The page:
Guy Fawkes: famous for a plot to assassinate England’s King James in 1604 and for guarding copious amounts of gunpowder, is remembered every Nov. 5 in Britain with fireworks and bonfires. Researchers say that businesses should brace themselves for a different kind of plot: an influx of distributed denial of service (DDoS) attacks from hacktivist group Anonymous on Wednesday.
“The forecast for the future looks dark, as we expect to see many DDoS attacks during Guy Fawkes Day on November 5, as the Anonymous collective has already announced various activities under the Operation Remember campaign,” said Candid Wueest, threat researcher at Symantec, in a blog. “However, hacktivists protesting for their ideological beliefs are not the only ones using DDoS attacks. We have also seen cases of extortion where targets have been financially blackmailed, as well as some targeted attacks using DDoS as a diversion to distract the local CERT team while the real attack was being carried out.”
DDoS attacks have grown in intensity as well as in number in the last two years, although the duration of an attack is often down to just a few hours. Amplification attacks especially are very popular at the moment as they allow relatively small botnets to take out large targets with amplification factors of up to 500. For such an attack, spoofed traffic is sent to a third-party service, which will reflect the answer to the spoofed target.
“Such attacks are simple to conduct for the attackers, but they can be devastating for the targeted companies,” said Wueest.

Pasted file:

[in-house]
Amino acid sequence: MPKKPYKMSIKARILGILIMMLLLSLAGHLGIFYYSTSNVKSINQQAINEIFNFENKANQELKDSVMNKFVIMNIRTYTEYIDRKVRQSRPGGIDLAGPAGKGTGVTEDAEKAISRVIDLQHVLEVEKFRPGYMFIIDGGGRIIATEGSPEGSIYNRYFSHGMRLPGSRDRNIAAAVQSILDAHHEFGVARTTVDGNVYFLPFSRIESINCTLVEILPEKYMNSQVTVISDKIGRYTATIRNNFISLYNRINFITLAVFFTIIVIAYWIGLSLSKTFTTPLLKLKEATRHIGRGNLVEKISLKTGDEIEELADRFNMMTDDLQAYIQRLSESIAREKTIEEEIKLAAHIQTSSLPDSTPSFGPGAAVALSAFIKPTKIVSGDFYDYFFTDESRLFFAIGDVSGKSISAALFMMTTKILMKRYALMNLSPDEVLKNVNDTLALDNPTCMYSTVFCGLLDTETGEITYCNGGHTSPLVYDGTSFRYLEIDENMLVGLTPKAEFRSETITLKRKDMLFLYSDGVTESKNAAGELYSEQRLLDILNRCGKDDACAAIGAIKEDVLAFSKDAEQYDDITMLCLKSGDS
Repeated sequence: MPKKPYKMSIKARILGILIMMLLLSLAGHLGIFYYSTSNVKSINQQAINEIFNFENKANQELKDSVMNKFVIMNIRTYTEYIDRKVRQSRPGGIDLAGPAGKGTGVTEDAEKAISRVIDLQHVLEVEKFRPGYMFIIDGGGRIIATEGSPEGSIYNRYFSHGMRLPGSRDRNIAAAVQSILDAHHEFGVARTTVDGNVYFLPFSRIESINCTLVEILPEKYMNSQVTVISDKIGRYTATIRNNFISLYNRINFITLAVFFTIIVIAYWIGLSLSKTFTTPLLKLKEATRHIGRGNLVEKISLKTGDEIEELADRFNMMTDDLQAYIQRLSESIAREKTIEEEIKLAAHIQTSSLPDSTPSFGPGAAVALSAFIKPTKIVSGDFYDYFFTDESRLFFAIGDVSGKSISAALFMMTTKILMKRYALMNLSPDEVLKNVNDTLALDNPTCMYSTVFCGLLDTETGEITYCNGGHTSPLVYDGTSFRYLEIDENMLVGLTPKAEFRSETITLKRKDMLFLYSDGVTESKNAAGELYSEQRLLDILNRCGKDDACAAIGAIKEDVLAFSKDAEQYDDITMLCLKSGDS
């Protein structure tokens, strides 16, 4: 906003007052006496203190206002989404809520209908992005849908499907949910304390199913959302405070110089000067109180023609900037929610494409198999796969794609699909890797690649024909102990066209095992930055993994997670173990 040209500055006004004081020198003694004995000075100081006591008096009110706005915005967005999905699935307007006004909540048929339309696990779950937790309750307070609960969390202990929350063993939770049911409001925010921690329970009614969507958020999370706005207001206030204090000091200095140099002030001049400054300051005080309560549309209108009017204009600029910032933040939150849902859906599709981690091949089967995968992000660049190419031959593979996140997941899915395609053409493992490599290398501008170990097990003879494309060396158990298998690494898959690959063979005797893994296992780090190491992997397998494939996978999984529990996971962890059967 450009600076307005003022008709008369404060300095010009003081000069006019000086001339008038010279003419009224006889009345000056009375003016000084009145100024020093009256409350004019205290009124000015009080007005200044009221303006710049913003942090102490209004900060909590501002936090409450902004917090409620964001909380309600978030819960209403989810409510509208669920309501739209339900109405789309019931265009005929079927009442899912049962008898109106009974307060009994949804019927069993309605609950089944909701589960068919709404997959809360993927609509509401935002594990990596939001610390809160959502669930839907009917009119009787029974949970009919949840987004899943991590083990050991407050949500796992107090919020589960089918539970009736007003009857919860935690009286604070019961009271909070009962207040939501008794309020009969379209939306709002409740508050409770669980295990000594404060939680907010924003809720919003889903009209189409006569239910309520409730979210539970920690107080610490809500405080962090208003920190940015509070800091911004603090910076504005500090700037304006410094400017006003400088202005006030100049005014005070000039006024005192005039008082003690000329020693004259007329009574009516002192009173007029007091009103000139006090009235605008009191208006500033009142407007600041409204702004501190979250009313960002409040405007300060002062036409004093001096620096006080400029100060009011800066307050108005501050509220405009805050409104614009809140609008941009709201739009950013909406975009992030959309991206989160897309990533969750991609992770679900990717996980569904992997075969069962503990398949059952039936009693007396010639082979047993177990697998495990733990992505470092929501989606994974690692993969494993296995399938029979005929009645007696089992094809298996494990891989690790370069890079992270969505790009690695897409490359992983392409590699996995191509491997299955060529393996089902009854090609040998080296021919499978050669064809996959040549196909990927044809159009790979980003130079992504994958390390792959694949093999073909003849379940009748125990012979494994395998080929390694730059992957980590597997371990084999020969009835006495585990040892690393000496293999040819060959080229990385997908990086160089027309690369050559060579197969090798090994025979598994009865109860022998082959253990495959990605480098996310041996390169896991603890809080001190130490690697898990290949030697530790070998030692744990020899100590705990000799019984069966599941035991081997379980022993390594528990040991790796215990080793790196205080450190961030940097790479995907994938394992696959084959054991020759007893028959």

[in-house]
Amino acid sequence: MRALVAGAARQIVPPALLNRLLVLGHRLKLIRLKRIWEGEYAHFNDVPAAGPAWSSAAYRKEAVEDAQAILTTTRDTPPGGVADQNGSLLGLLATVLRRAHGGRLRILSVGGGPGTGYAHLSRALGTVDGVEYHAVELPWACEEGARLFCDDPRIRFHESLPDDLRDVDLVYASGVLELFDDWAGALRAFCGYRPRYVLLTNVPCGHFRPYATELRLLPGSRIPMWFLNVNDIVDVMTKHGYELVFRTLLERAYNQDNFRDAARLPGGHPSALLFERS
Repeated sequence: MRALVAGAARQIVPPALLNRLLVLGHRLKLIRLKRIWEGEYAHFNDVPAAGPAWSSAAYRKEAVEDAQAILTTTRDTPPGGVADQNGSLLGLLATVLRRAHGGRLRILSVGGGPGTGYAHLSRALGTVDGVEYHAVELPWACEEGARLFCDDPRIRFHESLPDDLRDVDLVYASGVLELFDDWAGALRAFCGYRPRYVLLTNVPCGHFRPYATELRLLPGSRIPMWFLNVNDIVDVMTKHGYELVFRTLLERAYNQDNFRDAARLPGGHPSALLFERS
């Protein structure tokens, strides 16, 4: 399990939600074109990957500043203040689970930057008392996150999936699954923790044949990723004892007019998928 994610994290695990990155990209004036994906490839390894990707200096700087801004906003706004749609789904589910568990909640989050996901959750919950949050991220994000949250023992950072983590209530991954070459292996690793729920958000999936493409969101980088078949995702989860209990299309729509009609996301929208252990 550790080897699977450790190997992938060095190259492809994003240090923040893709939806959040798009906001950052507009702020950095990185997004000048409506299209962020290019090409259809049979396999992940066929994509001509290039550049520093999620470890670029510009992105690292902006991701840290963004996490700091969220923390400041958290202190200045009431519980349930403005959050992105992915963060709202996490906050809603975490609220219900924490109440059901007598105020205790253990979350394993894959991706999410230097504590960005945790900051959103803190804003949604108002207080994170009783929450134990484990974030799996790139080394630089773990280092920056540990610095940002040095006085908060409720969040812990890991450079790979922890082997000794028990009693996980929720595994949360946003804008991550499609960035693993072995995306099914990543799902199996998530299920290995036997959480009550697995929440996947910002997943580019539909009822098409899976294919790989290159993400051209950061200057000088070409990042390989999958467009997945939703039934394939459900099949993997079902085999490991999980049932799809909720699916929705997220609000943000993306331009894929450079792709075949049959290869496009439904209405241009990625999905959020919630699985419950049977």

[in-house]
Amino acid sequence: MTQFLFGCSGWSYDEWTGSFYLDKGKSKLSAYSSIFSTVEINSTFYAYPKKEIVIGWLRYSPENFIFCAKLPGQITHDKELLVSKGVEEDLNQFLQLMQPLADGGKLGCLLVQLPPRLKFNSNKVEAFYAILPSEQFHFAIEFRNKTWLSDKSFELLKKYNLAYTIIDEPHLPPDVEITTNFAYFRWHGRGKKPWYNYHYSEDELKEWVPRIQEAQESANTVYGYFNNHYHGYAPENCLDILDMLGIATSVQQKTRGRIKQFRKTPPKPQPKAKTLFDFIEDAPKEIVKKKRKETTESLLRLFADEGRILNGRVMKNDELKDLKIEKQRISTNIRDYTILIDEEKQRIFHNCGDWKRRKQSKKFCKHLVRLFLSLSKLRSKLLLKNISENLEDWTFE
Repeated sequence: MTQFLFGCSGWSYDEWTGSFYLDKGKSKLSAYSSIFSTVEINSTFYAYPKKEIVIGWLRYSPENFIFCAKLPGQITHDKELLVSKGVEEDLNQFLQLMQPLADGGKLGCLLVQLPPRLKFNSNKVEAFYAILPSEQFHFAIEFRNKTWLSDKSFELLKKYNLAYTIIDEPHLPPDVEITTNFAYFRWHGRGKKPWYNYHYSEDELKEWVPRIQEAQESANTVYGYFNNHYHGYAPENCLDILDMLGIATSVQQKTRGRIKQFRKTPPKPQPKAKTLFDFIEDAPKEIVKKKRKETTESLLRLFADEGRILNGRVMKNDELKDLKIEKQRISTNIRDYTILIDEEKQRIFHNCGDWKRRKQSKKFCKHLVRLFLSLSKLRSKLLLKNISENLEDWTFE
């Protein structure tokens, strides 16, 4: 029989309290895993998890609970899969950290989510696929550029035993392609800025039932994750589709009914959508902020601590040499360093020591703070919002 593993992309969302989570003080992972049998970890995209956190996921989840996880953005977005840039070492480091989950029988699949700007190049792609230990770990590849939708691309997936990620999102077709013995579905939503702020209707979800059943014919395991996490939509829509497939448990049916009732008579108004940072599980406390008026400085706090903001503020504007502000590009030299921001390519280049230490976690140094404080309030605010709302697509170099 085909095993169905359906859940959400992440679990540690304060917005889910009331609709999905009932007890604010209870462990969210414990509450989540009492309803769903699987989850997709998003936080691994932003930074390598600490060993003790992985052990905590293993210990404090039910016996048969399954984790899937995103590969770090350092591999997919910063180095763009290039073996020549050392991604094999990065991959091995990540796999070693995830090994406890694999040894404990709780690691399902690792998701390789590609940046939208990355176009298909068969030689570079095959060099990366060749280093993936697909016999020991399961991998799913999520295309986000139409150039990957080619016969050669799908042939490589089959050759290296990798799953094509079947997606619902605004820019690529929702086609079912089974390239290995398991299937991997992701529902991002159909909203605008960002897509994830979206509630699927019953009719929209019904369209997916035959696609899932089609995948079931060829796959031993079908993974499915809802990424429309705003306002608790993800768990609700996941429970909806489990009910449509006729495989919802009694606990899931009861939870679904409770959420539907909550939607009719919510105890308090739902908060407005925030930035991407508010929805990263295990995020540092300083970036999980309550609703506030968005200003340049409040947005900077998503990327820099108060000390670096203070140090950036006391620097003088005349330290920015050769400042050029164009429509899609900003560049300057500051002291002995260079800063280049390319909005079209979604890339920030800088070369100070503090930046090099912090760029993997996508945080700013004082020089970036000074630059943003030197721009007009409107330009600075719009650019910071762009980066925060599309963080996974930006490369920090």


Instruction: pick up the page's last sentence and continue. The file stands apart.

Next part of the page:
From January to August 2014, Symantec has seen a 183% increase in DNS amplification attacks, making it the most popular method seen by Symantec’s Global Intelligence Network. Multiple methods are often used by attackers in order to make mitigation difficult and, to make matters worse, DDoS attack services can be hired for less than $10 on underground forums.
“It is the distribution of hosts that attracts attackers — such as the group Anonymous — as it provides multiple advantages; undetectable location, multiple machines and identity anonymity,” said Alex Raistrick, director cybersecurity solutions at Palo Alto Networks. And all of that “which makes DDoS attacks an appealing instrument for destruction on Guy Fawkes Day,” he added.
As far as mitigation, Raistrick noted that some attacks simply exploit vulnerabilities that subsequently crash or severely destabilize the system so that it can’t be accessed or used.
“Segmentation helps to block attacks trying to spread from one area of the network to another,” he said. “Next-generation firewall will also directly contribute to a stronger overall security platform, starting with the endpoint and detecting attacks there as well as detecting when threats are attempting lateral moves within networks.”
He added, “Essentially, make your estate difficult and expensive to breach — and the bad actors will go elsewhere.”